`AMORLINC(Cost; DatePurchased; FirstPeriod; Salvage; Period; Rate [; Basis])`

**Cost** is the acquisition costs.

**DatePurchased** is the date of acquisition.

**FirstPeriod** is the end date of the first settlement period.

**Salvage** is the salvage value of the capital asset at the end of the depreciable life.

**Period** is the settlement period to be considered.

**Rate** is the rate of depreciation.

**Basis** (optional) is chosen from a list of options and indicates how the year is to be calculated.

Basis | Calculation |
---|---|

0 or missing | US method (NASD), 12 months of 30 days each |

1 | Exact number of days in months, exact number of days in year |

2 | Exact number of days in month, year has 360 days |

3 | Exact number of days in month, year has 365 days |

4 | European method, 12 months of 30 days each |

An asset was acquired on 2020-02-01 at a cost of 2000 currency units. The end date of the first settlement period was 2020-12-31. The salvage value of the asset at the end of its depreciable life will be 10 currency units. The rate of depreciation is 0.1 (10%) and the year is calculated using the US method (Basis 0). Assuming linear depreciation, what is the amount of depreciation in the fourth depreciation period?

=AMORLINC(2000; "2020-02-01"; "2020-12-31"; 10; 4; 0.1; 0) returns a depreciation amount of 200 currency units.

Beware that Basis 2 is not supported by Microsoft Excel. Hence, if you use Basis 2 and export your document to XLSX format, it will return an error when opened in Excel.

Returns the depreciation of an asset for a specified period using the fixed-declining balance method.

This form of depreciation is used if you want to get a higher depreciation value at the beginning of the depreciation (as opposed to linear depreciation). The depreciation value is reduced with every depreciation period by the depreciation already deducted from the initial cost.

`DB(Cost; Salvage; Life; Period [; Month])`

**Cost** is the initial cost of an asset.

**Salvage** is the value of an asset at the end of the depreciation.

**Life** defines the period over which an asset is depreciated.

**Period** is the length of each period. The length must be entered in the same date unit as the depreciation period.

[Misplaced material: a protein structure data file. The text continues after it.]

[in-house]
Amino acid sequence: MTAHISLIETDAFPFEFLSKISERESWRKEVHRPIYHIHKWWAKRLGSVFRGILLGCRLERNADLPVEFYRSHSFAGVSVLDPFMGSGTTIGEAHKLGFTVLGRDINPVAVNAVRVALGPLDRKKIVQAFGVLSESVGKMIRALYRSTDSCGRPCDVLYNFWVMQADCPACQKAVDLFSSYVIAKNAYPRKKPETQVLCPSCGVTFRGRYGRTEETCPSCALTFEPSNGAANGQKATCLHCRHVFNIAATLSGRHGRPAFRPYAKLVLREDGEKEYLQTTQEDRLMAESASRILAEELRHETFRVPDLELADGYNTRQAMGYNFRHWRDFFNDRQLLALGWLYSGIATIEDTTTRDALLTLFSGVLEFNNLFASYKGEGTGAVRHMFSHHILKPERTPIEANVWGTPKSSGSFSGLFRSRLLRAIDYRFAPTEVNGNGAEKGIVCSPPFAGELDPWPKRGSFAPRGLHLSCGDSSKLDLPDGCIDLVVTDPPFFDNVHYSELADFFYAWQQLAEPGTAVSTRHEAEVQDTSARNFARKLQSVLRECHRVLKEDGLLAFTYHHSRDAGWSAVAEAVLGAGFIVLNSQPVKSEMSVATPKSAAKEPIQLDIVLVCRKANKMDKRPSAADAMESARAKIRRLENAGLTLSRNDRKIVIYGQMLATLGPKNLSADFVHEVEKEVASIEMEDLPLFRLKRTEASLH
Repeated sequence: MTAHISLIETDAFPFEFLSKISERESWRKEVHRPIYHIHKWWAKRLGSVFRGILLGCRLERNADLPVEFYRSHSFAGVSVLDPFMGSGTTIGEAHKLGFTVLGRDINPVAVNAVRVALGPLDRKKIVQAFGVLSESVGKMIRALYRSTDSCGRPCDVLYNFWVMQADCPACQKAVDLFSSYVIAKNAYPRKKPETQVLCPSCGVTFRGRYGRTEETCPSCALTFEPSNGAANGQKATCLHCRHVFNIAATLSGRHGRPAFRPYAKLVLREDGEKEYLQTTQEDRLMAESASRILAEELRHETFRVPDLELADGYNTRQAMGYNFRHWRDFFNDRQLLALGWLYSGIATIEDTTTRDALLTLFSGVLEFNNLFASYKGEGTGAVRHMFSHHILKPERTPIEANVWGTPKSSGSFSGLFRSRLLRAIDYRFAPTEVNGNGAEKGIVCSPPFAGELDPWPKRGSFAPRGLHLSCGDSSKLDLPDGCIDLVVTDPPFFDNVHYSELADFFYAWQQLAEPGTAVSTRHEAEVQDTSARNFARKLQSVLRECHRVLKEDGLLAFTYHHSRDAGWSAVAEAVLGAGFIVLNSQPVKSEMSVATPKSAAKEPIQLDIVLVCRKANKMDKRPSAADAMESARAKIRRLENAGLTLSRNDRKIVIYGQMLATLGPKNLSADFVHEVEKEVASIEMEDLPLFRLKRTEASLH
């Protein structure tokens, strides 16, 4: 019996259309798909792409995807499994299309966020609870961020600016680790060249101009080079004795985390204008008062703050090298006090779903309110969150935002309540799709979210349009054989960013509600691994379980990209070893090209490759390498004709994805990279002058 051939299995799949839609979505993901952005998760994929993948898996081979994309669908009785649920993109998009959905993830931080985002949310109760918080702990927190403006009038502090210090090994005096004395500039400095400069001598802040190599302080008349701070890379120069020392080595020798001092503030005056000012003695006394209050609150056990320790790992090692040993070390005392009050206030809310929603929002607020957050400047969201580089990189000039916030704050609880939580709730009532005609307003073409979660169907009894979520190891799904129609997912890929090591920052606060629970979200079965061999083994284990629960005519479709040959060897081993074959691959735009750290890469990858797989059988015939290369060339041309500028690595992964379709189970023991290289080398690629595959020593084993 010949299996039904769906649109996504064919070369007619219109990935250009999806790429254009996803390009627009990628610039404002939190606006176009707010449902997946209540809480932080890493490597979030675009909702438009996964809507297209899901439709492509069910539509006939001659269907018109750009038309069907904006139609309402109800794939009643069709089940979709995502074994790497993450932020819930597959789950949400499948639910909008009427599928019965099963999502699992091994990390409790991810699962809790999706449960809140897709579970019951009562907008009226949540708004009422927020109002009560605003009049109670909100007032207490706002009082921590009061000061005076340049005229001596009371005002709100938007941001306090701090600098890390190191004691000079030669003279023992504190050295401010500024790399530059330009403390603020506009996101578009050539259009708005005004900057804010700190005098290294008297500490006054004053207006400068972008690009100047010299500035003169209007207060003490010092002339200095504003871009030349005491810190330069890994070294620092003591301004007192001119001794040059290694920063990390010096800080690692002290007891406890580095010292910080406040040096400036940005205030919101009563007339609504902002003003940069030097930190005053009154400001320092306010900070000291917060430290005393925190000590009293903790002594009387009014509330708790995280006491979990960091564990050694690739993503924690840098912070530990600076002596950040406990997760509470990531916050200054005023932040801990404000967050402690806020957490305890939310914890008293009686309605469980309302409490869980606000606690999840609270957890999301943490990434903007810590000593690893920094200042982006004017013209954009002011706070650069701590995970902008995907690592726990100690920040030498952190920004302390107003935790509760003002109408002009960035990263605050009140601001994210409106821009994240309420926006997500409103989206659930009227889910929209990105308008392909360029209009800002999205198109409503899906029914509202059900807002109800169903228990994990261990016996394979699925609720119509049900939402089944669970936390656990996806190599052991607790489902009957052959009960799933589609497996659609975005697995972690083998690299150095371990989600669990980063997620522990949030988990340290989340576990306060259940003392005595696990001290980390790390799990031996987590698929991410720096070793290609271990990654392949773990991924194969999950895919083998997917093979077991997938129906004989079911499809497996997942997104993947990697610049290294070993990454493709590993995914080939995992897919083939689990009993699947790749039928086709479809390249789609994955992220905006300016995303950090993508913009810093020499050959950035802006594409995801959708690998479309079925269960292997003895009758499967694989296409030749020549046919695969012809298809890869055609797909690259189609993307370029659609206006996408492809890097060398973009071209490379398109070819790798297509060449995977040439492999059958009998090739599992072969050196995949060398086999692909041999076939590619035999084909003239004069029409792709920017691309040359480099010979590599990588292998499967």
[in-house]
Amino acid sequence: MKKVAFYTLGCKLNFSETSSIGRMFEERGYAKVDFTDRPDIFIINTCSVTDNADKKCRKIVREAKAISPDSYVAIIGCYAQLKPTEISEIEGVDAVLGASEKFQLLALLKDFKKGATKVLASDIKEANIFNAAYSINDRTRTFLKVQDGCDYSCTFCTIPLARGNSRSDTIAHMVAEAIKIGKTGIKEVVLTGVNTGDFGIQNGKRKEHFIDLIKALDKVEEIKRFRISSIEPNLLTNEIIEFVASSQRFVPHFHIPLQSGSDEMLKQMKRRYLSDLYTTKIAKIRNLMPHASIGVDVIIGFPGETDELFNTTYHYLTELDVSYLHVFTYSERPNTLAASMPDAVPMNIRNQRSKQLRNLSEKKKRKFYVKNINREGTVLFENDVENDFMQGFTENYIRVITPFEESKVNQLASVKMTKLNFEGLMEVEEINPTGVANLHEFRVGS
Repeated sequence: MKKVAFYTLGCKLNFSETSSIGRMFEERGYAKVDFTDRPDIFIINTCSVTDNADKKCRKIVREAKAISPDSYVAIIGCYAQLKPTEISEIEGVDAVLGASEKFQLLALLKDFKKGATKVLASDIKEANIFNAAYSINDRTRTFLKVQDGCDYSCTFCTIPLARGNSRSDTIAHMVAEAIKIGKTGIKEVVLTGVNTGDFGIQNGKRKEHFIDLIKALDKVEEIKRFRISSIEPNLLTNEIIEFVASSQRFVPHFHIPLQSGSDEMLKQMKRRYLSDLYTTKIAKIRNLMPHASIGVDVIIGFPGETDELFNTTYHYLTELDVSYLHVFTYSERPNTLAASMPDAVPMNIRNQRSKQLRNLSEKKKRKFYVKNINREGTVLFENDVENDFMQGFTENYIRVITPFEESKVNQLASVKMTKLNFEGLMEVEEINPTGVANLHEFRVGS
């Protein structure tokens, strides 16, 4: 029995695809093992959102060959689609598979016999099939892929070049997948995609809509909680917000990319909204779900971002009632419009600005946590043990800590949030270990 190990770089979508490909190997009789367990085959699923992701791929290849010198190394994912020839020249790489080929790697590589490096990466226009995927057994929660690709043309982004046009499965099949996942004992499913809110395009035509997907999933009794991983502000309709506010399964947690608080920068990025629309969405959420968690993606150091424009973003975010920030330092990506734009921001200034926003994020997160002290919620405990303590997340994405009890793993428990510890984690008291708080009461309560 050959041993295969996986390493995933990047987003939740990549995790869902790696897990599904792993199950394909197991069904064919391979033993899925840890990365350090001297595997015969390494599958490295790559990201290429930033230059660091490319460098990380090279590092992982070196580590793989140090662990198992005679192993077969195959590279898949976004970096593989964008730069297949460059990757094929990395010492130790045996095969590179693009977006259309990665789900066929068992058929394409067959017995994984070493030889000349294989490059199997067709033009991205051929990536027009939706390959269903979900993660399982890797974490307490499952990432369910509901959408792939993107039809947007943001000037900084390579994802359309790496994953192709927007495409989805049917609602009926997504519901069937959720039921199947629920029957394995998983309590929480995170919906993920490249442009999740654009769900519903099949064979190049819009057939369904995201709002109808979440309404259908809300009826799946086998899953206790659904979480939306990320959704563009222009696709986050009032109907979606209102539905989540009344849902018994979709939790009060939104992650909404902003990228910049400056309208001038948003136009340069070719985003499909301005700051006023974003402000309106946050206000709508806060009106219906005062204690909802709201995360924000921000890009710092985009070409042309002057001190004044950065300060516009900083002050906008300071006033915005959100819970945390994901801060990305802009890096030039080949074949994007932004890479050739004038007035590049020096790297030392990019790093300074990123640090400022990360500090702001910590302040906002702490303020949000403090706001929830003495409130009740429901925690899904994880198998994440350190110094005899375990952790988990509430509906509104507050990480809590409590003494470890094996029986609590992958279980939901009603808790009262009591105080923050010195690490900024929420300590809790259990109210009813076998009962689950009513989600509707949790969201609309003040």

**Month** (optional) denotes the number of months for the first year of depreciation. If an entry is not defined, 12 is used as the default.

A computer system with an initial cost of 25,000 currency units is to be depreciated over a three-year period. The salvage value is to be 1,000 currency units. The first period of depreciation comprises 6 months. What is the fixed-declining balance depreciation of the computer system in the second period, which is a full year starting from the end of the first six-month period?

=DB(25000; 1000; 3; 2; 6) returns 11,037.95 currency units.

Returns the depreciation of an asset for a specified period using the arithmetic-declining method.

Use this form of depreciation if you require a higher initial depreciation value as opposed to linear depreciation. The depreciation value gets less with each period and is usually used for assets whose value loss is higher shortly after purchase (for example, vehicles, computers). Please note that the book value will never reach zero under this calculation type.

`DDB(Cost; Salvage; Life; Period [; Factor])`

**Cost** fixes the initial cost of an asset.

**Salvage** fixes the value of an asset at the end of its life.

**Life** is the number of periods (for example, years or months) defining how long the asset is to be used.

**Period** defines the length of the period over which the value is to be calculated. The period must be entered in the same time unit as Life.

**Factor** (optional) is the factor by which depreciation decreases. If a value is not entered, the default is factor 2.

A computer system with an initial cost of 75,000 currency units is to be depreciated monthly over 5 years. The value at the end of the depreciation is to be 1 currency unit. The factor is 2.

=DDB(75000;1;60;12;2) = 1,721.81 currency units. Therefore, the double-declining depreciation during the twelfth month after purchase is 1,721.81 currency units.

Calculates the allowance (discount) of a security as a percentage.

`DISC(Settlement; Maturity; Price; Redemption [; Basis])`

**Settlement** is the date of purchase of the security.

**Maturity** is the date on which the security matures (expires).

**Price** is the price of the security per 100 currency units of par value.

**Redemption** is the redemption value of the security per 100 currency units of par value.

**Basis** (optional) is chosen from a list of options and indicates how the year is to be calculated.

Basis | Calculation |
---|---|

0 or missing | US method (NASD), 12 months of 30 days each |

1 | Exact number of days in months, exact number of days in year |

2 | Exact number of days in month, year has 360 days |

3 | Exact number of days in month, year has 365 days |

4 | European method, 12 months of 30 days each |

A security is purchased on 2001-01-25; the maturity date is 2001-11-15. The price (purchase price) is 97, the redemption value is 100. Using daily balance calculation (basis 3) how high is the settlement (discount)?